Top 6 Do’s and Don’ts of Managing as a Long Distance Landlord

Top 6 Do’s and Don’ts of Managing as a Long Distance Landlord

Learn the keys necessary that will allow you to manage a property without ever having to be physically present

Being a long-distance landlord can often come with a few issues; it can be hard to check up on your property and deal with emergencies. That doesn’t mean that being a long-distance landlord is impossible. It just means that you need to have a safety net and the best tenant screening services in place. Here are a few tips to make the process easier.

1. Do screen your tenants carefully

It's always important to collect rental applications, screen potential tenants, get a credit report, and have a criminal background check and an eviction report, but it's even more critical when you’re not able to keep an eye on your property in person. You need to have applicants complete a detailed rental application, including a complete background check that includes a nationwide eviction history report, and check their references carefully. If you get comprehensive tenant information, then you can make an informed decision about who to rent to.

2. Don't forget to communicate

You need to keep in touch with your tenants. Whether you prefer to communicate online or by phone is up to you, but you must ensure that they have several ways to get ahold of you in an emergency and that you can always contact them.
If you need to be out of contact for more than a few days, then you need to nominate someone to be your proxy and be available to your tenants if necessary. It’s also useful if you can persuade your tenants to let you know if they’ll be out of town for a while, so you can arrange for someone to keep an eye on the property.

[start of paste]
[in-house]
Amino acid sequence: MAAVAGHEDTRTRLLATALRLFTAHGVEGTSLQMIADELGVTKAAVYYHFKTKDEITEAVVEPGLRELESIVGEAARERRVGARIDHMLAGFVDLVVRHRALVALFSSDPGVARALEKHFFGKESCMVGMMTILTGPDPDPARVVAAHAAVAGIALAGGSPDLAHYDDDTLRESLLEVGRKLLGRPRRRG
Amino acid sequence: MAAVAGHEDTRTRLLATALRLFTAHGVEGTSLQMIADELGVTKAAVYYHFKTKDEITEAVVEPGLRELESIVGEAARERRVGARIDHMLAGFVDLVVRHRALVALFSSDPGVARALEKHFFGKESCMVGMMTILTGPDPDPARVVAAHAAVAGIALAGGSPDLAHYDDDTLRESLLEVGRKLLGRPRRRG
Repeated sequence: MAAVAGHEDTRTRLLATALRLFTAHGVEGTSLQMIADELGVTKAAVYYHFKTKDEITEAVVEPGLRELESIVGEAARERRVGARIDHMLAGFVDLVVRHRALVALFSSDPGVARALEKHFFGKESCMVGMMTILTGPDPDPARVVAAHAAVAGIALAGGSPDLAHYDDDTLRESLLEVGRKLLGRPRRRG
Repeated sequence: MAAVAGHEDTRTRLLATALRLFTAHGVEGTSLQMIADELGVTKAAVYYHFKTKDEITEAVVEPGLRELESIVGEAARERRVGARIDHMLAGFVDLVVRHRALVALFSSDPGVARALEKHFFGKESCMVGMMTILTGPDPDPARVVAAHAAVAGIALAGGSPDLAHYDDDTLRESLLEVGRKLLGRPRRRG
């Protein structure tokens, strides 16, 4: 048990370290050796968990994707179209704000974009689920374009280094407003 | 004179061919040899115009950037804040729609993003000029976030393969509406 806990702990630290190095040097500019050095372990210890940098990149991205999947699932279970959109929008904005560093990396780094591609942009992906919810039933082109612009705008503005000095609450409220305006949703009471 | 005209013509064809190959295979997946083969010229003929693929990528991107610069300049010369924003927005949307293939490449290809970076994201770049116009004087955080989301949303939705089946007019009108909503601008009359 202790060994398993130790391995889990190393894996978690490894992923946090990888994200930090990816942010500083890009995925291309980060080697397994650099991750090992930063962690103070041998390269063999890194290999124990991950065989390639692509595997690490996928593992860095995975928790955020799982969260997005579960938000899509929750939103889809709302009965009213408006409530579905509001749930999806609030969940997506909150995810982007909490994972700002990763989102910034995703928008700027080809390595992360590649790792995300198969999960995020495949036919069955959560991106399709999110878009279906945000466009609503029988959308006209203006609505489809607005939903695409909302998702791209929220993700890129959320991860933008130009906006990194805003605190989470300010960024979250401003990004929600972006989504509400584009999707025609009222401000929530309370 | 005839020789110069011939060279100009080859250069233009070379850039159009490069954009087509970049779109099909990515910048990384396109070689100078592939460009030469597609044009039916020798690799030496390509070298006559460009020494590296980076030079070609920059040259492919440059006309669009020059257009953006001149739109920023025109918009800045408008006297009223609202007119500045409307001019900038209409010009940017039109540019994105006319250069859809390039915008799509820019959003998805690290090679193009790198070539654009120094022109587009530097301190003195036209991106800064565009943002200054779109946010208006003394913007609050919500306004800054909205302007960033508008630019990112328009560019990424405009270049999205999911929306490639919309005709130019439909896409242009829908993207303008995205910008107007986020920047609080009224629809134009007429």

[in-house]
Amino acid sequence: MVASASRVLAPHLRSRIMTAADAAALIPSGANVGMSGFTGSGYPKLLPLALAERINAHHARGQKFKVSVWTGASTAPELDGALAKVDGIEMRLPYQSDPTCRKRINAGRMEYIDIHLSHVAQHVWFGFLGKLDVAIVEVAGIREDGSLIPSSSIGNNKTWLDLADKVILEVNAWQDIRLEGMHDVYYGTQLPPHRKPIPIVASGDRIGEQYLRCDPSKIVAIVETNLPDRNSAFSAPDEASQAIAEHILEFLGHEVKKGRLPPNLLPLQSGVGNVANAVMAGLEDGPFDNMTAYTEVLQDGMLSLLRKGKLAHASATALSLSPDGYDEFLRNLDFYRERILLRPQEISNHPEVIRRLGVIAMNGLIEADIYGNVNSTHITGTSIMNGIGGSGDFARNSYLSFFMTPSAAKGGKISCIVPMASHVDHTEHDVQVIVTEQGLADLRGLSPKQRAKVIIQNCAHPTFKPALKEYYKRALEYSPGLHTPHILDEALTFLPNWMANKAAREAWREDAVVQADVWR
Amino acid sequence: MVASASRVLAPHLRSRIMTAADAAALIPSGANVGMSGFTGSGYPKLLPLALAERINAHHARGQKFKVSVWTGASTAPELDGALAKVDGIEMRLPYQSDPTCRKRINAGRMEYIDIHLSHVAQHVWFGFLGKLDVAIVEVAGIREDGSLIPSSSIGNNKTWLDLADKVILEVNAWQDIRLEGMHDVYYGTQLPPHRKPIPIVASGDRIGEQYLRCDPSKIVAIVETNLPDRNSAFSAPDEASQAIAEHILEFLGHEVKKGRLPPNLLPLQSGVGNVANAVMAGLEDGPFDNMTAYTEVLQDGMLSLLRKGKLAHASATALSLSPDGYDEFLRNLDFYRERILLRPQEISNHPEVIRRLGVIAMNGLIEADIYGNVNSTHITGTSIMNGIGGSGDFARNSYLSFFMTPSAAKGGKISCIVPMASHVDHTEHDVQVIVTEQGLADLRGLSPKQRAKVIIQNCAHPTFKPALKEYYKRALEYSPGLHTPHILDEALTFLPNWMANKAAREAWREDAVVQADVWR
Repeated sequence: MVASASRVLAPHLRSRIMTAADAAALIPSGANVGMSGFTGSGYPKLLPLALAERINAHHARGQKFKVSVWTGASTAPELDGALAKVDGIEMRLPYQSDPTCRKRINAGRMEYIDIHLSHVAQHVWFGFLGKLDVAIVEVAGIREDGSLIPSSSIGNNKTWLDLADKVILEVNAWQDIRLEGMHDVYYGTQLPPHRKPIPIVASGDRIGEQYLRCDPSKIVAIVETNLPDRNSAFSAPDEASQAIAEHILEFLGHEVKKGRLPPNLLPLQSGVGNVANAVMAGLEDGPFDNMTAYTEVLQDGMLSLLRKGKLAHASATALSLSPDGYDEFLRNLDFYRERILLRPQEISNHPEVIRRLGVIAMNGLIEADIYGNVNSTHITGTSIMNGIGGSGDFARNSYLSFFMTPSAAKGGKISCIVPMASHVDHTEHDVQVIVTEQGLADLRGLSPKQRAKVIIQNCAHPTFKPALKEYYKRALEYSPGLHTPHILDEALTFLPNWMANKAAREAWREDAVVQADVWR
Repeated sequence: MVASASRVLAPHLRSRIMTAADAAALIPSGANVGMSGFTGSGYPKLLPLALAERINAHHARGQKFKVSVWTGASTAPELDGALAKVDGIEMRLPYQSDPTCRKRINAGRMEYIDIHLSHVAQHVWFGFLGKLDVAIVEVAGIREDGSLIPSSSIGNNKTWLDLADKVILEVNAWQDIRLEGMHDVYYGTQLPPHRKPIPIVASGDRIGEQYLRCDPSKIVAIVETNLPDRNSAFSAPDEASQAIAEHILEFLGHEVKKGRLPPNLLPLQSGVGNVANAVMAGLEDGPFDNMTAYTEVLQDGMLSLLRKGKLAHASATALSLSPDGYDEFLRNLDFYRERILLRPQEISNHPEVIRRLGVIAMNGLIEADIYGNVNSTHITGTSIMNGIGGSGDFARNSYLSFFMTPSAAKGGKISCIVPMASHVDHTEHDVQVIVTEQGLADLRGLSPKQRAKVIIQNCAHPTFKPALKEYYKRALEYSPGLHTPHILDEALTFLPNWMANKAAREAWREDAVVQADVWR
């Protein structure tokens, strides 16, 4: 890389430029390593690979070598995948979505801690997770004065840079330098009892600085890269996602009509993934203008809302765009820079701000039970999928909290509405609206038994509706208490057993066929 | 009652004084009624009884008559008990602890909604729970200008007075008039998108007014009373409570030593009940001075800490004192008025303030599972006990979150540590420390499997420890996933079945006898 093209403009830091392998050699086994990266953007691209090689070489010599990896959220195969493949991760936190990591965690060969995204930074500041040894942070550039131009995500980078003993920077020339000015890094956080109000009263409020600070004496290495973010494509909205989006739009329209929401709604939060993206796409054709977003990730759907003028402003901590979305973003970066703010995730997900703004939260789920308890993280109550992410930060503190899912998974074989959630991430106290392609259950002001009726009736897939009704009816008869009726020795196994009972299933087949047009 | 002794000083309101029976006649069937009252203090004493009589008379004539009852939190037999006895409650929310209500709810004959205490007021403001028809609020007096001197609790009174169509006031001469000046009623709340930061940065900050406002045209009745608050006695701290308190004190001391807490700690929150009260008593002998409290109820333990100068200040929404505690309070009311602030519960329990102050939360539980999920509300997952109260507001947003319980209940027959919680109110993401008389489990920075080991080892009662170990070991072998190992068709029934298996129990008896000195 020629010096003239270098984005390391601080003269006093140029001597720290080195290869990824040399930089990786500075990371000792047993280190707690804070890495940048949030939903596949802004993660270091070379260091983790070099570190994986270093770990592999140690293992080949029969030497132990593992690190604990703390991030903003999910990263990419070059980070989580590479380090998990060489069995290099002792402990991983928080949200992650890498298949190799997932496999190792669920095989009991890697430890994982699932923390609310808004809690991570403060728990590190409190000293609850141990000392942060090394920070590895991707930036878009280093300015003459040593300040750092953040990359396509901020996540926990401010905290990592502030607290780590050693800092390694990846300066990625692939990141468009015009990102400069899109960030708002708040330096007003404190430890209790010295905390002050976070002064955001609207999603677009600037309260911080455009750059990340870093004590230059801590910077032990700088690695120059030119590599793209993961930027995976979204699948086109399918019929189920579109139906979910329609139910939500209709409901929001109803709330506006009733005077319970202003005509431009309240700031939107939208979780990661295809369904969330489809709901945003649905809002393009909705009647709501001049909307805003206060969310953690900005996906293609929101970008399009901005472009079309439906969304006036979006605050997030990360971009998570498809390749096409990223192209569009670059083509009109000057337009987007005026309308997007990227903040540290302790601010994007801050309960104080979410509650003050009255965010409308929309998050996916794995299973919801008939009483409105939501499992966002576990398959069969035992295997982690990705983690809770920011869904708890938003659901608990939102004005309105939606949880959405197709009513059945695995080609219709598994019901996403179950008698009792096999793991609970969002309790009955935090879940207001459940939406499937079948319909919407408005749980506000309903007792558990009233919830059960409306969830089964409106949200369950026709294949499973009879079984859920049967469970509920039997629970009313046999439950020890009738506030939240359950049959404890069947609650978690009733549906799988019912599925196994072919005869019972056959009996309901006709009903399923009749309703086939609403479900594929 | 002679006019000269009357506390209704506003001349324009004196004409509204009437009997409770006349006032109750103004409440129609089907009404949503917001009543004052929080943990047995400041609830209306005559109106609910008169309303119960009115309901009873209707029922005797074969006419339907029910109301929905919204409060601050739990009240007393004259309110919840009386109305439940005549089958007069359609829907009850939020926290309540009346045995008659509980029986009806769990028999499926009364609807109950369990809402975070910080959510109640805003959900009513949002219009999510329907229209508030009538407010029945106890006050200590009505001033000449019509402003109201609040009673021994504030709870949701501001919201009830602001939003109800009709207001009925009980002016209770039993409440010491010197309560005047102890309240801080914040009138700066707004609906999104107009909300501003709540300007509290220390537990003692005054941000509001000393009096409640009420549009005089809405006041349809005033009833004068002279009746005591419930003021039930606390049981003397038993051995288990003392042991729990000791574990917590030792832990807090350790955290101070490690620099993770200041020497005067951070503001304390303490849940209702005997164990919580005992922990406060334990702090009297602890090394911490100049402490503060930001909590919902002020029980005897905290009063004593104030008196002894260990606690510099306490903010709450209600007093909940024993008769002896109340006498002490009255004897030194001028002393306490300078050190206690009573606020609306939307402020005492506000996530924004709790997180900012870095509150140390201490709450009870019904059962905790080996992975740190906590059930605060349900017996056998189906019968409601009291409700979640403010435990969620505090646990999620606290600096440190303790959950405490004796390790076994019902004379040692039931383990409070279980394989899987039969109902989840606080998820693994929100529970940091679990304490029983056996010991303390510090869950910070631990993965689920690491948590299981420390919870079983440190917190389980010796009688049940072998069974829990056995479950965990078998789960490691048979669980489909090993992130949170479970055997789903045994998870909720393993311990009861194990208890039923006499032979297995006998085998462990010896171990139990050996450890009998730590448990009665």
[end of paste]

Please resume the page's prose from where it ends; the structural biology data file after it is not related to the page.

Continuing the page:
3. Do set comprehensive lease terms

You need to set out crystal clear expectations and responsibilities before your tenant moves in. You may have weeded out unsavory characters with the criminal background check and credit report, but passing those hurdles doesn't mean the tenant will care for the property like you would.
If you prefer to have a no smoking or no pets clause to minimize damage to your property, then it's up to you to be on the safe side, include your terms in the lease that the tenant signs.

4. Do have someone on the ground

If your property is in a condo or apartment building, then you’ll probably hear about any misbehavior from the condo or homeowner association, but a house is more private. If anything untoward is happening to your rentals, such as vandalism or antisocial behavior, then you need to know about it asap. If you have a friend keeping a casual eye out, then at least you’ll know sooner rather than later.

5. Don’t let property maintenance slide

Maintenance for rental property remains the owners' responsibility, so make sure you keep on top of all the regular work that needs to be done, such as minor repairs and yard work. All the queries about repairs and maintenance will come your way as the owner, and you need to be prepared to deal with it even if you do live a long way away.
It is vital to find trustworthy tradespeople that you can call on to get the job done in an emergency, and who are happy to invoice you for the work. You may also want to organize a regular crew to ensure that the day to day tasks get done.

6. Do automate your processes

If you don't set the payments up effectively, then collecting rent in the form of cash or checks from tenants in another city can turn into a headache. After you have collected an online rental application and received a thorough credit report and score, you can either use a management service that also deals with the financial side or have your tenants set up a wire transfer.

Being prepared is key

Managing as a long-distance landlord can work for you as long as you set up systems in advance. By choosing RentSpree to streamline your processes, you can access up to date, detailed information to find the best tenants.

RentSpree sends the data straight to your inbox, allowing you to save time and stress in closing the lease. Having access to all the details with the tap of a finger is invaluable for landlords, agents, and tenants.